Doctor Zhivago, anyone?
Does your ex-pat life ever seem like a movie?
Do you wish you could rewind to that moment, that decision, that set you on a collision course with your life today?
For me, that moment is 1966.
I’m 11 years old, feeling very grown up because my mother and grandmother are taking me with them to the drive-in movie. It’s a big deal. It doesn’t matter what we see… until afterward, when my life was forever altered by the image of Omar Sharif as Yuri Zhivago, larger than life, passionate and desperate.
As far as I was concerned, if Russian men looked like him, and the women looked like Geraldine Chaplin, sign me up.
I can hear you snickering… Russian men should be so lucky! (No offense to all the Sergei’s of the world…)
Fast forward 25 years. I’m a young mother, with a daughter of my own (ironic, yes?) The future is about to arrive…I had taken a temp job when we moved to Houston, and on this week between Christmas and New Years, I’m virtually alone in the office, home of the use-or-lose-it vacation policy. But fortune was smiling because the person (with my resume in her hands) looking for me, had nowhere else to turn. “Can you help me find this person?” Looking at the paper she thrust in front of me, I laughed and said, “That’s about the only person here today. It’s me. What can I do for you?”
“Would you like to work in the Russia group?’ she asked. “Oh, I loved Doctor Zhivago!” (Literally!)
Thus began my road to ex-patriate life.
From 1991 to 1995 I worked for a large oil major, in a division focusing on the CIS (Commonwealth of Independent States, as the parts of the former Soviet Union became known after the breakup). I met interesting scientists and learned customs and idioms of Russian and Azerbaijani languages. I was hearing the Molla Nasreddin stories and became fascinated with the culture and history. Soon, I began teaching myself Russian so I could converse and learn more.
I first traveled to Baku on a month-long business trip, my husband and daughter coming along for a week while I worked, then leaving me for a fun side trip to Germany.
It was during that trip that I learned my first lesson of ex-pat living: No culture is a monolith.
I found quickly that not everyone spoke Russian or bought into the Soviet mindset. Many people I met still held to their Muslim/Caucasus/Persian heritage and spoke Azerbaijani, a Turkic language.
That would be tremendously important in my business negotiations. Remembering not to assume anything based on what I had read or heard. No one person can ever represent all that a culture is. Culture is more than the sum of the kaleidoscope of people who live within its bounds.
My second lesson, so much more disheartening but no less valuable, was that Omar Sharif was nowhere to be found among these lands. (sigh…)
Though disabused of my delusions, I was transfixed by the young people. The spirit and will to survive was inspiring.
After discussing things with my husband, I decided to leave Big Oil and return to Baku to teach, another life long dream that had been on hold due to my husband’s frequent transfers around the U.S. The time was right as his bank was being bought out and he would likely get a severance package as branches were merged or closed. He could do anything he wanted and opening an international business seemed like a good choice.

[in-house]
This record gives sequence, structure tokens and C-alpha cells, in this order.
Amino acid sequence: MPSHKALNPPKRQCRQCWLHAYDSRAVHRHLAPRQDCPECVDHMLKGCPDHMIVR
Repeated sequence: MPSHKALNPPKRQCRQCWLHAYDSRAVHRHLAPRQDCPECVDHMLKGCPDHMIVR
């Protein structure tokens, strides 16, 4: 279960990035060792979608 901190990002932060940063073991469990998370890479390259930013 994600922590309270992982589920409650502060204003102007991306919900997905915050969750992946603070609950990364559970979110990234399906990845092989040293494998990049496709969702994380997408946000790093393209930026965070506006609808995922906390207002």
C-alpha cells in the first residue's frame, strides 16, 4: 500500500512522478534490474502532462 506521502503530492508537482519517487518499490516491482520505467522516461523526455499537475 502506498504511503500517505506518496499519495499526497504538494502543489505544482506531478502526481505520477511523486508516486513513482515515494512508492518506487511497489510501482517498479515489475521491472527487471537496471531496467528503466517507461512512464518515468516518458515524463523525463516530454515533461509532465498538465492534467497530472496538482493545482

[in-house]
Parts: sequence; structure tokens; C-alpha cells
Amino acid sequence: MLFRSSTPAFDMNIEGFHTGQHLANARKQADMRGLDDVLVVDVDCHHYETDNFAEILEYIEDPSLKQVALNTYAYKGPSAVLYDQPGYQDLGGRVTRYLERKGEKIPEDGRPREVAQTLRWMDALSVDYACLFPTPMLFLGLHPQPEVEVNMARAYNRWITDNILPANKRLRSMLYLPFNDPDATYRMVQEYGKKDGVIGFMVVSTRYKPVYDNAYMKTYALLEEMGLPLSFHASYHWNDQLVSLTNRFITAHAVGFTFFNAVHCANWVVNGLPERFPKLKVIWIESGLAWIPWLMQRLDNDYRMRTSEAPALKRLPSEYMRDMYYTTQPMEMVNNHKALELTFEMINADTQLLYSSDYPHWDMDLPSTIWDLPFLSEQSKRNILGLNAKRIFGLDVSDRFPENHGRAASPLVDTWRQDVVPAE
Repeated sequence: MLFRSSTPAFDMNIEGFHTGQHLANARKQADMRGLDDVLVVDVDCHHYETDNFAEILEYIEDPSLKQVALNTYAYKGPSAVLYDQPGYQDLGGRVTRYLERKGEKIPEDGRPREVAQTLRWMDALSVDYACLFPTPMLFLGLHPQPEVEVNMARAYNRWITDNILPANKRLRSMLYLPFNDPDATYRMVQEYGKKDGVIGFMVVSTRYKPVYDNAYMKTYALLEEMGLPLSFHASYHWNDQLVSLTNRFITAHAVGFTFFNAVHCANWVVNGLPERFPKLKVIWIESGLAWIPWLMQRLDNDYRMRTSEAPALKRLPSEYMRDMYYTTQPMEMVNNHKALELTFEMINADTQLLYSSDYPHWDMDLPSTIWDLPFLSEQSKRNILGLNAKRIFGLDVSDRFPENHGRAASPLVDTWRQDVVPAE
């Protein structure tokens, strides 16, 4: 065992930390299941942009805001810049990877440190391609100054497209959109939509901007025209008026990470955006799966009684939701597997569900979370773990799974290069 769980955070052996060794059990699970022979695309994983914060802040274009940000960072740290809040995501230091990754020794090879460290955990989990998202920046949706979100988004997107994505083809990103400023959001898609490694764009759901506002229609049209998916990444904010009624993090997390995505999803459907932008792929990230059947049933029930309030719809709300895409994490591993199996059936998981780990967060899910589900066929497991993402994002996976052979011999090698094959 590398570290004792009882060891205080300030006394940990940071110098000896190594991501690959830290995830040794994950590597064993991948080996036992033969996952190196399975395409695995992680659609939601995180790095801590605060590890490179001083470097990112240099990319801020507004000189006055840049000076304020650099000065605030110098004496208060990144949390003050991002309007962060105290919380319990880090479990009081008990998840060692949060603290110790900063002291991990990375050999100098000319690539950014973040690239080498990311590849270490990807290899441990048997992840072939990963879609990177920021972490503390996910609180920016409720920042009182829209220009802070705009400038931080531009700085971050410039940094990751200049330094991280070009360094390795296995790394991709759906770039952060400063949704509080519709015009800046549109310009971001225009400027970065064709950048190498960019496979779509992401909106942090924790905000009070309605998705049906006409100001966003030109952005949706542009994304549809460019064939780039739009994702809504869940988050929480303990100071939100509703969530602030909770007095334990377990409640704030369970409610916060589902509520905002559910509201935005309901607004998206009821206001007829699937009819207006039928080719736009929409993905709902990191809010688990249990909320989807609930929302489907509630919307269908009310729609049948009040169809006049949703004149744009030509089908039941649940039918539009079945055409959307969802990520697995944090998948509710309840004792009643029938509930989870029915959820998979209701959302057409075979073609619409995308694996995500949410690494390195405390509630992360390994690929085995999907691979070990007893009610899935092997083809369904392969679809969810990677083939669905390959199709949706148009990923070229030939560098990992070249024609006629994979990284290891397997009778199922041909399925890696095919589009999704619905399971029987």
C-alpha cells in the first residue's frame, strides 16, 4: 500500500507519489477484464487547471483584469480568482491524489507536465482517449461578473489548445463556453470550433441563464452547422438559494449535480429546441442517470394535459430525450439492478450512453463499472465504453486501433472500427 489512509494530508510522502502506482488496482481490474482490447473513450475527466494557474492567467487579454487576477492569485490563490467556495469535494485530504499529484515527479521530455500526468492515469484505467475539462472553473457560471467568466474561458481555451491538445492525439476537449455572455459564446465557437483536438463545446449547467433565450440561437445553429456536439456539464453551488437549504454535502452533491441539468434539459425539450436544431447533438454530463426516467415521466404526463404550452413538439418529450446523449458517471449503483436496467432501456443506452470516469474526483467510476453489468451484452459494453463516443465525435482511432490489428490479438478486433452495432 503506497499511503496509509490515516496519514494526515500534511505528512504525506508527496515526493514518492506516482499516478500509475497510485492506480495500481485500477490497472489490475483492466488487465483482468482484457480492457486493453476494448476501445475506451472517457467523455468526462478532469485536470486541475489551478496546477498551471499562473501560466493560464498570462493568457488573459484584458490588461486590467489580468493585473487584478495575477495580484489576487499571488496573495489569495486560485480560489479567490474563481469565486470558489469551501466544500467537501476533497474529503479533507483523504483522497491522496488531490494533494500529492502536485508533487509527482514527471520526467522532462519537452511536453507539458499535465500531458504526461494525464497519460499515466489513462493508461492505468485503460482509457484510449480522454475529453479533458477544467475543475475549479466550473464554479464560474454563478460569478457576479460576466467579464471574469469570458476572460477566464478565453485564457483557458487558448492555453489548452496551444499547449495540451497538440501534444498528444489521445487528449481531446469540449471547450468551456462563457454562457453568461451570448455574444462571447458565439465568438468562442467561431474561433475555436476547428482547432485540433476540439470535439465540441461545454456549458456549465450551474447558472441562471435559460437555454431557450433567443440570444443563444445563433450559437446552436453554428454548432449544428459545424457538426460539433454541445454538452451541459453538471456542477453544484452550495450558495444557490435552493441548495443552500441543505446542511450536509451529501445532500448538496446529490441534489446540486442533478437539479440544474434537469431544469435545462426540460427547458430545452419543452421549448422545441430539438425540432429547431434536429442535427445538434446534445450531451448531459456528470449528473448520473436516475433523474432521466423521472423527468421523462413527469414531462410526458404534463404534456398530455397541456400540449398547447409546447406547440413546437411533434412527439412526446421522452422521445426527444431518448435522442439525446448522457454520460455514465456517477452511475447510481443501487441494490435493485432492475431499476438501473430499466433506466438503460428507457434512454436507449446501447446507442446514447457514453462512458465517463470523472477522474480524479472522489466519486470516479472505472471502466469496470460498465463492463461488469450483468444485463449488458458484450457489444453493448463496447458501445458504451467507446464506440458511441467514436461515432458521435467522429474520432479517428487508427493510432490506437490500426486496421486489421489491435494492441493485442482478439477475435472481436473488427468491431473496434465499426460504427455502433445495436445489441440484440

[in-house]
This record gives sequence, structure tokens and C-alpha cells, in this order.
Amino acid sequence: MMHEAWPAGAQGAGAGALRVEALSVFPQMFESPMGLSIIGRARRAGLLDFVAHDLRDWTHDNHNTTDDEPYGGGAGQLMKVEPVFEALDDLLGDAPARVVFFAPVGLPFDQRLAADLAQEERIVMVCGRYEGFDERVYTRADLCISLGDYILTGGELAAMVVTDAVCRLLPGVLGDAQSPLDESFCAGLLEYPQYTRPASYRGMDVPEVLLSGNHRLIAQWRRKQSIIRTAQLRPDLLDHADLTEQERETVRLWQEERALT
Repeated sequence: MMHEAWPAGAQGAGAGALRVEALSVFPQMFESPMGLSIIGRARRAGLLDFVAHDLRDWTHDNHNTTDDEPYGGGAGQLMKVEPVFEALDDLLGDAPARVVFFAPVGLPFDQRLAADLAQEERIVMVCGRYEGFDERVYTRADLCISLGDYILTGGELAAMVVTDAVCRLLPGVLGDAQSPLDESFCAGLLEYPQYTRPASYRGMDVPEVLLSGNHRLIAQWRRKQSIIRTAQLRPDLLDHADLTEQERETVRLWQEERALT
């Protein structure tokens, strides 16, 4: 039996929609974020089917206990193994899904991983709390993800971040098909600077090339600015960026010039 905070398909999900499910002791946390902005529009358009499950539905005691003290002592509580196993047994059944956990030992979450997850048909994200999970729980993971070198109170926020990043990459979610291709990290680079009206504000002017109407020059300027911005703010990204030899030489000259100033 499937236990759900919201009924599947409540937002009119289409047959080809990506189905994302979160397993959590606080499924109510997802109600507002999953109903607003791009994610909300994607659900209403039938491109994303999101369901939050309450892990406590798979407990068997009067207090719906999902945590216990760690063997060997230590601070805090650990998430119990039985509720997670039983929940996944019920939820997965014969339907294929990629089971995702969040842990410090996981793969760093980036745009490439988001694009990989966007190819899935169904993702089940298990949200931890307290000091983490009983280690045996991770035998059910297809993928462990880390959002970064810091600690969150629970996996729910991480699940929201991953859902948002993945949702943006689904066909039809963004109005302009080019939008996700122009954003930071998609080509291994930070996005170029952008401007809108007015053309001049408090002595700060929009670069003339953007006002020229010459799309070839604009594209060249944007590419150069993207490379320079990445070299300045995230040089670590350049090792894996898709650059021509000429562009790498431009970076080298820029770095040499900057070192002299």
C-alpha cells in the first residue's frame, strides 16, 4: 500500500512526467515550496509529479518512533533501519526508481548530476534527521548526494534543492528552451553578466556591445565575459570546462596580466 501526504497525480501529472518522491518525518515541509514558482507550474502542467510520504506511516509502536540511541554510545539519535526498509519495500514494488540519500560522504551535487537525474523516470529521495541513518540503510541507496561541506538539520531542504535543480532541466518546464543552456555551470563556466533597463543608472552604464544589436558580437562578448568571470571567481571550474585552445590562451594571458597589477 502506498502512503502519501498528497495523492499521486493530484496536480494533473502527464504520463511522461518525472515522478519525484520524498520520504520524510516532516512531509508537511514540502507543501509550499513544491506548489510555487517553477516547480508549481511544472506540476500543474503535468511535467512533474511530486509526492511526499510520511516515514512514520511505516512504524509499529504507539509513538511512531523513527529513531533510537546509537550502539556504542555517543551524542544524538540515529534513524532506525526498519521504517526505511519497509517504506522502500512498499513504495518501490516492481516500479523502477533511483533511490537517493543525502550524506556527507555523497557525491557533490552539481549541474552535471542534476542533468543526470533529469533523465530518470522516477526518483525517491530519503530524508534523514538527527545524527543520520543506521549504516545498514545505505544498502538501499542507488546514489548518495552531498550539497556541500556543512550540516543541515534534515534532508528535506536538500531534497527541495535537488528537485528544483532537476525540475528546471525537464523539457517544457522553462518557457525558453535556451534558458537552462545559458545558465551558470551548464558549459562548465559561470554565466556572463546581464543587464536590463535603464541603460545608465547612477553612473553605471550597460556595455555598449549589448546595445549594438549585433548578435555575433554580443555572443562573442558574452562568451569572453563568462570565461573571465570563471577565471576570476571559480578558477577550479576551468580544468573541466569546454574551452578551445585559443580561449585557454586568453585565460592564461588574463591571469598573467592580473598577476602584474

However, as I was about to learn, being an ex-pat isn’t for everyone. Some, like him, like the certitude of having home soil underfoot, regardless of how well cared for you may be abroad.
In the end, I opened and ran my business alone while he waffled for three years over how to tell me he really in his heart of hearts didn’t want to live outside the United States.
Despite these setbacks, for me it was a time of discovery. Yes, I was lonely, suffering bouts of depression with all that was going on at home, working as an independent, missing the camaraderie that other company ex-pats had.
But I also learned much.
- I learned that I could be broke and find ways to make money (i.e., working 3 jobs at once to support my teachers- and not one involved a street corner… smile);
- I learned I could fix things (the front loader washer when it stopped with all its water inside);
- I learned not to fear life (I could walk home alone after work each night);
- And, certainly not least of all, I learned that I could be alone with myself and be okay.
I traveled, inviting my now college-age daughter to join me on adventures, and met incredible people who were kind and genuine.
In some ways, life does seem like a movie. Certainly it has NOT been Doctor Zhivago. Though, I did date a swarthy Iranian for a bit after my eventual divorce… (9/11 made that seem like not such a good idea for an American.)
To me, life sometimes feels more like a Woody Allen film full of angst and trials, but nonetheless, the heroine prevails in the end. … That much I already know.
So tell me, if life is like a movie, what movie would your life be? I’m curious!
If anyone could be your co-star, who would you choose?
Here’s my movie:
(This is an Animoto clip I created back in May, but it seemed right to include it here as an upbeat finish for this post.)